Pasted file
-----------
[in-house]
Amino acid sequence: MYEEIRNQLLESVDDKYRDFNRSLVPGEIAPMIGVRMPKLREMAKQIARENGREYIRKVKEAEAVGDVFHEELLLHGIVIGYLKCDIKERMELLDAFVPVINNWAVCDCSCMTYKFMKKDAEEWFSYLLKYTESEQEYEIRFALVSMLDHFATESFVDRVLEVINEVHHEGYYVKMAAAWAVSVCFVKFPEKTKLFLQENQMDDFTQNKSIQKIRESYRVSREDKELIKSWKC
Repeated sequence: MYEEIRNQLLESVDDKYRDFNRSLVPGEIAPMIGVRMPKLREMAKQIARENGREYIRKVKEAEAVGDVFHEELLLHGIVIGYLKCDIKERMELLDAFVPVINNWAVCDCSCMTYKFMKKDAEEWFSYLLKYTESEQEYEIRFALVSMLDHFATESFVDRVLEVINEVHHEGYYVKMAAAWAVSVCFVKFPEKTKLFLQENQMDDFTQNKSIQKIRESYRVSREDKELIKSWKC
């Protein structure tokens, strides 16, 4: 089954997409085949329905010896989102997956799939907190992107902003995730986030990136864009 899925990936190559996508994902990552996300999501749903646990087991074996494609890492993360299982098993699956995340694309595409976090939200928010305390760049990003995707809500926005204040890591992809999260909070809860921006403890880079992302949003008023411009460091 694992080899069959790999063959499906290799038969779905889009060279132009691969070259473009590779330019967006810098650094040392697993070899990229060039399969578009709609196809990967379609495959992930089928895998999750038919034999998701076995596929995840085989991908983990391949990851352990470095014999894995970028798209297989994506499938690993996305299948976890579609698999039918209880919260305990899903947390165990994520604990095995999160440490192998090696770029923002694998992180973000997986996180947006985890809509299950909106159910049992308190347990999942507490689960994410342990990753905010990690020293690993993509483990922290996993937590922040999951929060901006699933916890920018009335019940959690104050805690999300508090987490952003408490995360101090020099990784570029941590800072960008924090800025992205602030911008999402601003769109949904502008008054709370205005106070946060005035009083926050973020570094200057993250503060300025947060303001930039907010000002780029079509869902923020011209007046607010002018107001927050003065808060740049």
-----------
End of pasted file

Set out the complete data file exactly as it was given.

[in-house]
Amino acid sequence: MYEEIRNQLLESVDDKYRDFNRSLVPGEIAPMIGVRMPKLREMAKQIARENGREYIRKVKEAEAVGDVFHEELLLHGIVIGYLKCDIKERMELLDAFVPVINNWAVCDCSCMTYKFMKKDAEEWFSYLLKYTESEQEYEIRFALVSMLDHFATESFVDRVLEVINEVHHEGYYVKMAAAWAVSVCFVKFPEKTKLFLQENQMDDFTQNKSIQKIRESYRVSREDKELIKSWKC
Repeated sequence: MYEEIRNQLLESVDDKYRDFNRSLVPGEIAPMIGVRMPKLREMAKQIARENGREYIRKVKEAEAVGDVFHEELLLHGIVIGYLKCDIKERMELLDAFVPVINNWAVCDCSCMTYKFMKKDAEEWFSYLLKYTESEQEYEIRFALVSMLDHFATESFVDRVLEVINEVHHEGYYVKMAAAWAVSVCFVKFPEKTKLFLQENQMDDFTQNKSIQKIRESYRVSREDKELIKSWKC
């Protein structure tokens, strides 16, 4: 089954997409085949329905010896989102997956799939907190992107902003995730986030990136864009 899925990936190559996508994902990552996300999501749903646990087991074996494609890492993360299982098993699956995340694309595409976090939200928010305390760049990003995707809500926005204040890591992809999260909070809860921006403890880079992302949003008023411009460091 694992080899069959790999063959499906290799038969779905889009060279132009691969070259473009590779330019967006810098650094040392697993070899990229060039399969578009709609196809990967379609495959992930089928895998999750038919034999998701076995596929995840085989991908983990391949990851352990470095014999894995970028798209297989994506499938690993996305299948976890579609698999039918209880919260305990899903947390165990994520604990095995999160440490192998090696770029923002694998992180973000997986996180947006985890809509299950909106159910049992308190347990999942507490689960994410342990990753905010990690020293690993993509483990922290996993937590922040999951929060901006699933916890920018009335019940959690104050805690999300508090987490952003408490995360101090020099990784570029941590800072960008924090800025992205602030911008999402601003769109949904502008008054709370205005106070946060005035009083926050973020570094200057993250503060300025947060303001930039907010000002780029079509869902923020011209007046607010002018107001927050003065808060740049």